Most of them were very friendly and hospitable. A few of them took a while to warm up to me, but I have gained most of their trust, and become an insider with many of them. You would be surprised at how most of these people arenít so Ďextremeí in day to day life. I do have a lot of portraits of King Ov Hell of Gorgoroth. I have found him to be very photogenic and heís a very willing subject, which of course is a great combination!

What do you think of the philosophy of Black Metal musicians? How does this compare to you own philosophy?

I think there are a few similarities between my philosophy and theirs. Most importantly, the emphasis put on individuality and the extreme dislike for dogmatic systems. I can relate to that very much. Actually, I find that to be the underlying theme amongst these guys. Some are Satanic, some worship Norse gods, and some worship death, but all of them hold on strongly to their sense of individuality and to the hatred of flock mentality. Generally, I would have to say that my philosophy on life is much more light-hearted than many of these guys.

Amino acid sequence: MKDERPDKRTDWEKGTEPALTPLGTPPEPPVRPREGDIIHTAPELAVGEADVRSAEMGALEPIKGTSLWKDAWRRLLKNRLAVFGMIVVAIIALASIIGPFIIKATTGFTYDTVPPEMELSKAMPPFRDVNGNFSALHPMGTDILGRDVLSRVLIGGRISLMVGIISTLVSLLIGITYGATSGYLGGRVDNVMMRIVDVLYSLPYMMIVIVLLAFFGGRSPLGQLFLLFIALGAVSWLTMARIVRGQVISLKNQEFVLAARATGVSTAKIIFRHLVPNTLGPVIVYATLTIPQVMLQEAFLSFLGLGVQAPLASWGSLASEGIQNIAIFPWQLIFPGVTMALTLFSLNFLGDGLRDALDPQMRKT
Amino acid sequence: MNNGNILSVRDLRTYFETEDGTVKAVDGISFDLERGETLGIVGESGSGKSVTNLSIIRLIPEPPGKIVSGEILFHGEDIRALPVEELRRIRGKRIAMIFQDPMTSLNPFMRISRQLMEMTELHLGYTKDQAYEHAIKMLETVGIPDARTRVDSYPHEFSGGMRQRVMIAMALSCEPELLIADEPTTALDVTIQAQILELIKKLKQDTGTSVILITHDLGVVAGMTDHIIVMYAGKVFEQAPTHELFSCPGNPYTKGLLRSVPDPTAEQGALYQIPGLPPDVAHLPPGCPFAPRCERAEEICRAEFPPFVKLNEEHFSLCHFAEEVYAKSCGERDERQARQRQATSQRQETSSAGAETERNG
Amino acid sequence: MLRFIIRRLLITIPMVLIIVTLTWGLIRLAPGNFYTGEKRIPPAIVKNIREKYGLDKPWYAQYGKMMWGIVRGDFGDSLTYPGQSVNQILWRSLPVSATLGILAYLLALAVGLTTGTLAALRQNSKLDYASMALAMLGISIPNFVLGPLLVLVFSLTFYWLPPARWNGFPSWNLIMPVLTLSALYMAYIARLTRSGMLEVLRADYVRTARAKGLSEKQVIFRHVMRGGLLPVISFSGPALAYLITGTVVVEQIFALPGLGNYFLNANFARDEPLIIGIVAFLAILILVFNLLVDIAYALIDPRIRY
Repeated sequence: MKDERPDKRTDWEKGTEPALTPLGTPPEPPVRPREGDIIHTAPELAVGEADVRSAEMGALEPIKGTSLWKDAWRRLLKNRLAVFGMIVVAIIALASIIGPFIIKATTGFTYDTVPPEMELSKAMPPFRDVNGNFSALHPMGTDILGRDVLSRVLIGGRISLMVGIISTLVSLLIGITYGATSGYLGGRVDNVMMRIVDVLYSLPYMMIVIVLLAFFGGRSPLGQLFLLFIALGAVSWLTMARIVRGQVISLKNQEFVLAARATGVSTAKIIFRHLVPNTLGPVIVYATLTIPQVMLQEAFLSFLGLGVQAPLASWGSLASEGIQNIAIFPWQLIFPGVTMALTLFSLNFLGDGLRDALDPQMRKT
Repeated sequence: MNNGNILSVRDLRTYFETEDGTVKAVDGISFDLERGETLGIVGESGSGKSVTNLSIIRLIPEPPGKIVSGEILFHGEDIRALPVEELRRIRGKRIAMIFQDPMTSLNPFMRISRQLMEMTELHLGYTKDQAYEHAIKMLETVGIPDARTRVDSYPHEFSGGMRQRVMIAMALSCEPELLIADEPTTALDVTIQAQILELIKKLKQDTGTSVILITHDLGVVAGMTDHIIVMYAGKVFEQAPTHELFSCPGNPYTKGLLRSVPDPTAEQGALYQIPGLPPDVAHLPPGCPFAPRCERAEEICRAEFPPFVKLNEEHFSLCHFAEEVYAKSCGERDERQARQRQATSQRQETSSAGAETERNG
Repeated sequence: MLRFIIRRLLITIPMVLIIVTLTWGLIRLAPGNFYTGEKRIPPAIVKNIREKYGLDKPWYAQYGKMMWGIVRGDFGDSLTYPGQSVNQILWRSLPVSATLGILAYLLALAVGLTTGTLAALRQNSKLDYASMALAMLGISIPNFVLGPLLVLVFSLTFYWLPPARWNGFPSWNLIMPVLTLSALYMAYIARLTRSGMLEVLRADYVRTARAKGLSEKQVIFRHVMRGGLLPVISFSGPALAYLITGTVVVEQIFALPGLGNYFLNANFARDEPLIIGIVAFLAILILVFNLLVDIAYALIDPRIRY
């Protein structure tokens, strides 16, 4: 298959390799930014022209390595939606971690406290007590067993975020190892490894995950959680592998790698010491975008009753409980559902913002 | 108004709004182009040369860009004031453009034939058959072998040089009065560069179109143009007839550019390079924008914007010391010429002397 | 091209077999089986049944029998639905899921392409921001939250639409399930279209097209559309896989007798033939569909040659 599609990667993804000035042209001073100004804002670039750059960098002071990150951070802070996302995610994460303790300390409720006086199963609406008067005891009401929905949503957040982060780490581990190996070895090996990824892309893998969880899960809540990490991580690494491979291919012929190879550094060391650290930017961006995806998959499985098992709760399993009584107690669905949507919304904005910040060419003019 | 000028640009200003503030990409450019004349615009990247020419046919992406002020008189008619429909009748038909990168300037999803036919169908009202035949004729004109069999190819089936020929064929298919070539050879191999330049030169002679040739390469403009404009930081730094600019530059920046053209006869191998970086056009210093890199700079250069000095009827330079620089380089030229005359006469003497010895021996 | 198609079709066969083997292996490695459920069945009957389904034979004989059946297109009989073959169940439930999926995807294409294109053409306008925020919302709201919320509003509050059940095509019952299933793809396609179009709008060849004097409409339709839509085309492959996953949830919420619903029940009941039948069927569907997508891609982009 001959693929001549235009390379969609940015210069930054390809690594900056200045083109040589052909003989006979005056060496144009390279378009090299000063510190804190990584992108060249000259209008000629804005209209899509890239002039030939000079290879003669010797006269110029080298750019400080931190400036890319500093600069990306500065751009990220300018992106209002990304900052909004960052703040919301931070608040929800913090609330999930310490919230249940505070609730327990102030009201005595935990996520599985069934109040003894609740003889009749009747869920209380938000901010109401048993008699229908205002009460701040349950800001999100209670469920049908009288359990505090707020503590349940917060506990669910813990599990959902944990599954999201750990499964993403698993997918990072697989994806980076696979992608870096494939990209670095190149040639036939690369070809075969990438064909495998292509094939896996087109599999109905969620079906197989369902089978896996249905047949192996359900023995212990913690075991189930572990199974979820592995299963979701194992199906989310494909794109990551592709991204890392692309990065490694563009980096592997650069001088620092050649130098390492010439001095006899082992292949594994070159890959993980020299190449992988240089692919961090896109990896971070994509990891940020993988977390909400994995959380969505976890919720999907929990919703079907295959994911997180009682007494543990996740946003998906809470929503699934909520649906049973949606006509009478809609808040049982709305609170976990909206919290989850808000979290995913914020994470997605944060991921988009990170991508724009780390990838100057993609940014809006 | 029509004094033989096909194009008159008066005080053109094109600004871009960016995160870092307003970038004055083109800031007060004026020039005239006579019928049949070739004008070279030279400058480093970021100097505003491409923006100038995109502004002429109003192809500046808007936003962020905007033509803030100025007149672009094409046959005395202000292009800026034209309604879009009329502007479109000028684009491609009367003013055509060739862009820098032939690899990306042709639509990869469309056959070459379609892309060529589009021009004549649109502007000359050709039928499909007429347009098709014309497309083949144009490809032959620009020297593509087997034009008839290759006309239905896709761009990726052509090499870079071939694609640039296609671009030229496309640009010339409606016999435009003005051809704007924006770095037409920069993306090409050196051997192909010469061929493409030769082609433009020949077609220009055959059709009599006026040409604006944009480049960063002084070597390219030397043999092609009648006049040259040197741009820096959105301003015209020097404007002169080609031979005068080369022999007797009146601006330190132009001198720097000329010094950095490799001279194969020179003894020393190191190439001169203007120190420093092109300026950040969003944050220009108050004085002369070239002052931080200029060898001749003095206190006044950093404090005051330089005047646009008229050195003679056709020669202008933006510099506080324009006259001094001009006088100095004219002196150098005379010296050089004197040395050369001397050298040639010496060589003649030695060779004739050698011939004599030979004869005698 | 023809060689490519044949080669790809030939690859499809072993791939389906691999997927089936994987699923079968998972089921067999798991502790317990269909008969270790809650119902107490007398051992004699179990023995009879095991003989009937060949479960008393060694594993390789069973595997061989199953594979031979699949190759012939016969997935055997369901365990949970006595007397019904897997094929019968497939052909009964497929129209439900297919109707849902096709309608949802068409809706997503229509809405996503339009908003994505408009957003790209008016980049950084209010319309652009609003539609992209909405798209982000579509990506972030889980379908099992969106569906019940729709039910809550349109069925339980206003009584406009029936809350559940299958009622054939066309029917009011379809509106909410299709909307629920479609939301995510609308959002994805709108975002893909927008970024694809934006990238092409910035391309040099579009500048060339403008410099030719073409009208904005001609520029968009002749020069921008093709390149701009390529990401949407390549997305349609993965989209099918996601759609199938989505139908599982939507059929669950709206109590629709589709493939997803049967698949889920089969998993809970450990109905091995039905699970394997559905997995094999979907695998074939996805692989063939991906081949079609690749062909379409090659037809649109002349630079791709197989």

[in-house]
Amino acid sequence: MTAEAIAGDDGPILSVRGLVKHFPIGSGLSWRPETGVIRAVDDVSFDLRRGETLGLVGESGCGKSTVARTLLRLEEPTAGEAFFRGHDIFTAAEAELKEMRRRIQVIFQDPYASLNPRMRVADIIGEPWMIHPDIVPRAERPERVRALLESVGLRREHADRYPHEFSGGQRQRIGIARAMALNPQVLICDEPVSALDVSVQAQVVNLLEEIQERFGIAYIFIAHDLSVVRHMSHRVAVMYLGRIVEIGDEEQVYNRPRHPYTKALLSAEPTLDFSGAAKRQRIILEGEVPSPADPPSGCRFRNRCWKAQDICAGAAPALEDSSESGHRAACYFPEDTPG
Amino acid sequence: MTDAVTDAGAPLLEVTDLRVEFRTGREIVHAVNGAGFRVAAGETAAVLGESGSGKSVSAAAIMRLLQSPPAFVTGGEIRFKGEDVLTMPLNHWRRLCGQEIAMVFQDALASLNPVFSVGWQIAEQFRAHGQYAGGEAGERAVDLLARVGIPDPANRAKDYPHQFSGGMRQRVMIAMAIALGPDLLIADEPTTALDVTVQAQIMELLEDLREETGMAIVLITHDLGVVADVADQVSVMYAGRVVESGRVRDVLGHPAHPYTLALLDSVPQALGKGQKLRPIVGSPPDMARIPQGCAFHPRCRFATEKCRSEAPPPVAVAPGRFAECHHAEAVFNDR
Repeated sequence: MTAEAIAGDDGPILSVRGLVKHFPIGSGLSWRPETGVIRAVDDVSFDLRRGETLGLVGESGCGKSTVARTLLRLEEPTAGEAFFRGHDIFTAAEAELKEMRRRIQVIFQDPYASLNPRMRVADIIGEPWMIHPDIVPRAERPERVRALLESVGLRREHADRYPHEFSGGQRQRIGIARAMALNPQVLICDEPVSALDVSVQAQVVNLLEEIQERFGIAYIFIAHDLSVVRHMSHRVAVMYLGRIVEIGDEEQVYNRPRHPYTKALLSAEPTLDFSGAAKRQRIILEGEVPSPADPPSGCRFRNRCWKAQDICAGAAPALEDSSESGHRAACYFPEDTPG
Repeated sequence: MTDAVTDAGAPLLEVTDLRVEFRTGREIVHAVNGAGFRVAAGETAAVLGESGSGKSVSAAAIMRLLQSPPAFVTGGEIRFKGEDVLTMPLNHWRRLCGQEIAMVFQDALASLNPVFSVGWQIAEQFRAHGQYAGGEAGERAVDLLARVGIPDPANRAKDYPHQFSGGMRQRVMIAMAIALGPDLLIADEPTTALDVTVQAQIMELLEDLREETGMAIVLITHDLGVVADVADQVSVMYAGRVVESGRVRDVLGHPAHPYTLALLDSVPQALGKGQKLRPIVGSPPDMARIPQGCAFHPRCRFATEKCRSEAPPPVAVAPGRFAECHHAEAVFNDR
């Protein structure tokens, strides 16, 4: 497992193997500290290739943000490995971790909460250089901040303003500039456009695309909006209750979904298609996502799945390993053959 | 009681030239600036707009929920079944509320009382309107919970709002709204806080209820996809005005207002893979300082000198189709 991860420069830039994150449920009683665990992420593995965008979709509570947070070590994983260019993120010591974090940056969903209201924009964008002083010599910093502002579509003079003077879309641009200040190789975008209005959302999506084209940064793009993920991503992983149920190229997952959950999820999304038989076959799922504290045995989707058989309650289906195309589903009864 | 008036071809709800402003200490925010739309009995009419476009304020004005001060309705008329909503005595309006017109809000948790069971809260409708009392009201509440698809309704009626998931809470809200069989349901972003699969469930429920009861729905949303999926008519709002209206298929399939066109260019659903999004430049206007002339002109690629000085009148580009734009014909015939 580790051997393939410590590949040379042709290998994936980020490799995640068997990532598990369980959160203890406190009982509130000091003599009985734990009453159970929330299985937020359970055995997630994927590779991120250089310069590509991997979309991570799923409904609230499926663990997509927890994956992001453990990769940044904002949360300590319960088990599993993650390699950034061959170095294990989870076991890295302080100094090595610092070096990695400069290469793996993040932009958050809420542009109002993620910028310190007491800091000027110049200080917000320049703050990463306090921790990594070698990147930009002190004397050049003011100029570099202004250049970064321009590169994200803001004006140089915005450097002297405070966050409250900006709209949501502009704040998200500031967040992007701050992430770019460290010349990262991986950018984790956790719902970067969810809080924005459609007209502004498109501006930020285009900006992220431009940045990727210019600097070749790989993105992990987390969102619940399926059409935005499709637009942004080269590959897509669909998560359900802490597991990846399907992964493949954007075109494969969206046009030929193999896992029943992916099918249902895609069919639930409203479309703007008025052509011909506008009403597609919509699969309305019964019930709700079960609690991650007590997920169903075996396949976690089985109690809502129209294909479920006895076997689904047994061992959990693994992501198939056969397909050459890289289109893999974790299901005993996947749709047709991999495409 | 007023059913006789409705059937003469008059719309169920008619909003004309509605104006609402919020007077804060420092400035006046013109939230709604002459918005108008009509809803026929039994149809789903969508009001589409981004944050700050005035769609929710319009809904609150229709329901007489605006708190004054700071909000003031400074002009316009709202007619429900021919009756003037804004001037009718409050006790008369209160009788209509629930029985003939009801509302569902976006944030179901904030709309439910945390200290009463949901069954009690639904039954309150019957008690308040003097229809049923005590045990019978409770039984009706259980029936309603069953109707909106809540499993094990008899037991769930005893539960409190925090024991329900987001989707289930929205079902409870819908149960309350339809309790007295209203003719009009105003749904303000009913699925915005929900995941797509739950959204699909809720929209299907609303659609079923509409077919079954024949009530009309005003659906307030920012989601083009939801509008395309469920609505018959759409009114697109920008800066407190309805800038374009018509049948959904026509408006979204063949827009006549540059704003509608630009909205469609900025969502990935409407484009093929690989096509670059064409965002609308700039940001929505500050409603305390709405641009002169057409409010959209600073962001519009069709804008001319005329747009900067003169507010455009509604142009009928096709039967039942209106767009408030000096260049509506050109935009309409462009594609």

Iíve noticed that you have photographed a lot of subject matter from many different countries. Which country is your favorite? And how does Norway compare to the rest of the places you have been? Iíve heard it is quite expensive there. Do you like the atmosphere of Norway? It seems more unspoiled in its natural aspects than most countries. After a photo shoot in another country how do you feel about coming home to New York?

For now, Norway is my favorite. There is something very special about that place for me, the landscape, the warm people, and of course the amazing people Iíve met during this project make it a fascinating place to spend time. It is extremely expensive Ė everyday things cost almost twice as much as they would in the states. I would consider living there but that is a turn off to me and so are the several months of little sunlight. Iím always excited to come back to New York, though certain qualities of America that I donít particularly like seem a bit more vivid after being gone so long.

Music and music related pictures seems to occupy a large amount of space on your website. Is that one of your favorite photographic subject matters? If that isnít your favorite what do you feel is?

I am very much drawn to music in my photography, but I have a few ideas of future projects and most of them do not include music.

When you are taking photographs what kind of emotions do you generally try and capture? How does this apply to your own internal emotions and feelings?